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Eco epicentre: How Copenhagen is pushing boundaries for sustainability in sport

The Danish capital has long been hailed for its eco efforts and hosting events to help build lasting legacies. Now, the city intends to keep positioning itself as a leading location for sports ready to show sustainable responsibility.

12 May 2021 Ed Dixon

“We say that life is easy in Copenhagen,” says Lars Vallentin, senior manager of events at Wonderful Copenhagen, the official tourism organisation of the capital region of Denmark.

“It's easy to get here, it's easy to get around in the city. Then, once you’re here, we suggest you get on your bicycle. We cycle because that's what we do, we've always been on the bicycle. It's clean, it's fast and it's good for you.”

Denmark and its capital city have never been shy to champion conviviality and wellbeing. Referred to as ‘hygge’, this collective word for cosiness and contentment of the soul remains a core part of Danish culture. Ultimately, it is about atmosphere and experience, rather than things.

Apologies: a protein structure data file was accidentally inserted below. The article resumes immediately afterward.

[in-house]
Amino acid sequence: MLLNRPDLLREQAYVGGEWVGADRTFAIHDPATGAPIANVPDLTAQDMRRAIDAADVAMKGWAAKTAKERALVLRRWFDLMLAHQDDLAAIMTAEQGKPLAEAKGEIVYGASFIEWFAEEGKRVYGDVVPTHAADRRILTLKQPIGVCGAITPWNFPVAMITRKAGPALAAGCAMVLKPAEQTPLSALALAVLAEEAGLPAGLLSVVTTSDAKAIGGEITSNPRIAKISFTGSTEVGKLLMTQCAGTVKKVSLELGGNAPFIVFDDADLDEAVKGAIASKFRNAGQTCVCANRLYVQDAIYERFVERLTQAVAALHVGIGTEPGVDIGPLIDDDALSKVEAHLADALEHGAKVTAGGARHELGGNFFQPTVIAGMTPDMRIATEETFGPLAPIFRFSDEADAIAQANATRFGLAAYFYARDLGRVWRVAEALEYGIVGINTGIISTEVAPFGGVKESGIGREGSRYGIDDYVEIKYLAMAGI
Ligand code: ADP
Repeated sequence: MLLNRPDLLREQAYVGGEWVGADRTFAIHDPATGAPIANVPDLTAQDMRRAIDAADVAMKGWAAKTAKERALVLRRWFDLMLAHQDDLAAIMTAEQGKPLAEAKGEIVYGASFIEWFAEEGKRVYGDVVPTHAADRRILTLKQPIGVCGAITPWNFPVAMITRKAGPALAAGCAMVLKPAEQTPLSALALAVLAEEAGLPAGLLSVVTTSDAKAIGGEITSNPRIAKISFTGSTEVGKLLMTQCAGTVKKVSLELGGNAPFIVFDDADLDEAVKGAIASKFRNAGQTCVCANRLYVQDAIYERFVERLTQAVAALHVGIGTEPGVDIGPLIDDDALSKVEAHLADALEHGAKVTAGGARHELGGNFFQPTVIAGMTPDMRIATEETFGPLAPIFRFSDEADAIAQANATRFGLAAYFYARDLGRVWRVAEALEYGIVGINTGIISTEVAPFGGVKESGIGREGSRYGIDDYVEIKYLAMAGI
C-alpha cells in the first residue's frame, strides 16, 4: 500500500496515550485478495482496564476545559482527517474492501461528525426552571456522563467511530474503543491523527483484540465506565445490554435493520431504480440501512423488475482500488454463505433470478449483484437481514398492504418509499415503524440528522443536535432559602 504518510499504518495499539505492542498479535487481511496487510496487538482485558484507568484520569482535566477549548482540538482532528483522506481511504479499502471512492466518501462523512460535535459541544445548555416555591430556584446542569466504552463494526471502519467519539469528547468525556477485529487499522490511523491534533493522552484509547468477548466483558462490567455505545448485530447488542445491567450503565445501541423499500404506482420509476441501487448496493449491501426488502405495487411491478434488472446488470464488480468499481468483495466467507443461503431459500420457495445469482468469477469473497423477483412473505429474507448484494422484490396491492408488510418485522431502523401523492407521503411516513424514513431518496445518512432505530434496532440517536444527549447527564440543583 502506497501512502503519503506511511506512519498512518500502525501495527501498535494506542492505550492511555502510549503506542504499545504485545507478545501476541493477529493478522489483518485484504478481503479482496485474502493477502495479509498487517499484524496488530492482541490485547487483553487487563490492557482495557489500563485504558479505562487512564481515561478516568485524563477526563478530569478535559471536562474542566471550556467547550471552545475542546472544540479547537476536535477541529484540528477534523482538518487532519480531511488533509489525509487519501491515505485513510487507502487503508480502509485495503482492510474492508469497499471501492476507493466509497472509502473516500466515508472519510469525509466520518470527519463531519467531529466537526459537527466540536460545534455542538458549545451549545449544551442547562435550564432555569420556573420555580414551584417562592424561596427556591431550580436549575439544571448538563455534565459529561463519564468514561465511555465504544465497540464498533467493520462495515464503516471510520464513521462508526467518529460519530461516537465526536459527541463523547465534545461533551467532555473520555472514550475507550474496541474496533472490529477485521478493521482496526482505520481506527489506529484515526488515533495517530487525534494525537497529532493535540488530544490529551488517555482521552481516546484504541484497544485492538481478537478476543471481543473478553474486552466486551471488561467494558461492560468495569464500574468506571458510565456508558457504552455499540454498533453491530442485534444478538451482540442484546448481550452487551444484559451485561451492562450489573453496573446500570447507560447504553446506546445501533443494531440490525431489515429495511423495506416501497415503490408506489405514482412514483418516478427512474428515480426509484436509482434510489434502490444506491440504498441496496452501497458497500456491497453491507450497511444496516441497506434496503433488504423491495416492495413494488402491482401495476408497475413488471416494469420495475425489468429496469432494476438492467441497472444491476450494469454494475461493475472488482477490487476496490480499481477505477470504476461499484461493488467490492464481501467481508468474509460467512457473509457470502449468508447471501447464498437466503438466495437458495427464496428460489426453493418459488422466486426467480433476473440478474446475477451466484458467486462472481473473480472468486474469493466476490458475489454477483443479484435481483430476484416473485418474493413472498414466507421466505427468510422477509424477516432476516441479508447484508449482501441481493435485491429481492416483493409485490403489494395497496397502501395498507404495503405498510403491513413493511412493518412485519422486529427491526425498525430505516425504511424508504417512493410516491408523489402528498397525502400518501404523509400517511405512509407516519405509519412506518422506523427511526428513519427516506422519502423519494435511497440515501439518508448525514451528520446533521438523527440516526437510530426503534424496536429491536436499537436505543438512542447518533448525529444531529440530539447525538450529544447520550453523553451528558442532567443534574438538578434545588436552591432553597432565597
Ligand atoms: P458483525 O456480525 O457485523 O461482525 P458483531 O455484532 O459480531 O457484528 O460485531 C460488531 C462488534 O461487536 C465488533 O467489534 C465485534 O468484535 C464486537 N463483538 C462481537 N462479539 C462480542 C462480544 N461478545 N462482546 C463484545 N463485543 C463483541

That way of life is apparent in every corner of Copenhagen. From an abundance of cheery cafes to canals with water clean enough to swim in, the place exudes friendliness and that famed Scandinavian spirit. It’s little wonder that Denmark is consistently ranked as one of the happiest countries in the world, with Copenhagen named Europe’s healthiest capital city by Treated.com in 2020.

As a health and hygge hotspot, Copenhagen has long been a draw for sports organisations. Over the last decade, the International Cycling Union (UCI), World Athletics, the Badminton World Federation (BWF), the World Taekwondo Federation (WTF) and the International Ice Hockey Federation (IIHF), among many more, have taken some of their biggest events to the city. That list is only set to grow.

“The city has a long tradition of organising major events,” says UCI sports director Peter Van den Abeele. “The Danish capital is an excellent example of a cycling city and received the first-ever UCI Bike City label in 2008. The label supports and reward cities and regions which not only host major UCI cycling events but also invest in developing cycling amongst its wider population, alongside related infrastructures and programmes.

“We’ve awarded Denmark [and Copenhagen] several UCI World Championships in the coming years, [including] the UCI Track Cycling World Championships in 2024 and UCI BMX World Championships in 2025. We continue to work with them on a number of projects in the future.”